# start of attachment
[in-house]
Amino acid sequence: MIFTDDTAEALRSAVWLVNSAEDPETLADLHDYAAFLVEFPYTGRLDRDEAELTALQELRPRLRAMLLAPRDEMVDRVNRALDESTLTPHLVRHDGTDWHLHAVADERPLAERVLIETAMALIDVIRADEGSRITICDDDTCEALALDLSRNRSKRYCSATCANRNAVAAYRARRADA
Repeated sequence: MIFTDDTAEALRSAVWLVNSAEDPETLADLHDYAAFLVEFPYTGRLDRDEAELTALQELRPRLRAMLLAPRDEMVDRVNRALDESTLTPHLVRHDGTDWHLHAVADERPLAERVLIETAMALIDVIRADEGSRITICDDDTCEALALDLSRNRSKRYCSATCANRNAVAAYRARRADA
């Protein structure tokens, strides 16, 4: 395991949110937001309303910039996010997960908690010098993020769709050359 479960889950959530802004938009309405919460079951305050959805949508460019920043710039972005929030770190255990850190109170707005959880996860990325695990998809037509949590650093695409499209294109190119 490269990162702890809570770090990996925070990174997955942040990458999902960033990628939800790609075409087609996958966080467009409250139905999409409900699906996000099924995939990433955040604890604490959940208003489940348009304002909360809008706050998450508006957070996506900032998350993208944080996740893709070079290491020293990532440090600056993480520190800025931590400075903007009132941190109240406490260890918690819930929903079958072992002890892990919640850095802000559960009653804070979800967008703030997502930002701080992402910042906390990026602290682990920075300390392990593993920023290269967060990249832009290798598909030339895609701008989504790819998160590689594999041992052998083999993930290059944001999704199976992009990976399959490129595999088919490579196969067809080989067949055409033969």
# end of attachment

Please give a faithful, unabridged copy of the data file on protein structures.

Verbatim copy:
[in-house]
Amino acid sequence: MIFTDDTAEALRSAVWLVNSAEDPETLADLHDYAAFLVEFPYTGRLDRDEAELTALQELRPRLRAMLLAPRDEMVDRVNRALDESTLTPHLVRHDGTDWHLHAVADERPLAERVLIETAMALIDVIRADEGSRITICDDDTCEALALDLSRNRSKRYCSATCANRNAVAAYRARRADA
Repeated sequence: MIFTDDTAEALRSAVWLVNSAEDPETLADLHDYAAFLVEFPYTGRLDRDEAELTALQELRPRLRAMLLAPRDEMVDRVNRALDESTLTPHLVRHDGTDWHLHAVADERPLAERVLIETAMALIDVIRADEGSRITICDDDTCEALALDLSRNRSKRYCSATCANRNAVAAYRARRADA
């Protein structure tokens, strides 16, 4: 395991949110937001309303910039996010997960908690010098993020769709050359 479960889950959530802004938009309405919460079951305050959805949508460019920043710039972005929030770190255990850190109170707005959880996860990325695990998809037509949590650093695409499209294109190119 490269990162702890809570770090990996925070990174997955942040990458999902960033990628939800790609075409087609996958966080467009409250139905999409409900699906996000099924995939990433955040604890604490959940208003489940348009304002909360809008706050998450508006957070996506900032998350993208944080996740893709070079290491020293990532440090600056993480520190800025931590400075903007009132941190109240406490260890918690819930929903079958072992002890892990919640850095802000559960009653804070979800967008703030997502930002701080992402910042906390990026602290682990920075300390392990593993920023290269967060990249832009290798598909030339895609701008989504790819998160590689594999041992052998083999993930290059944001999704199976992009990976399959490129595999088919490579196969067809080989067949055409033969």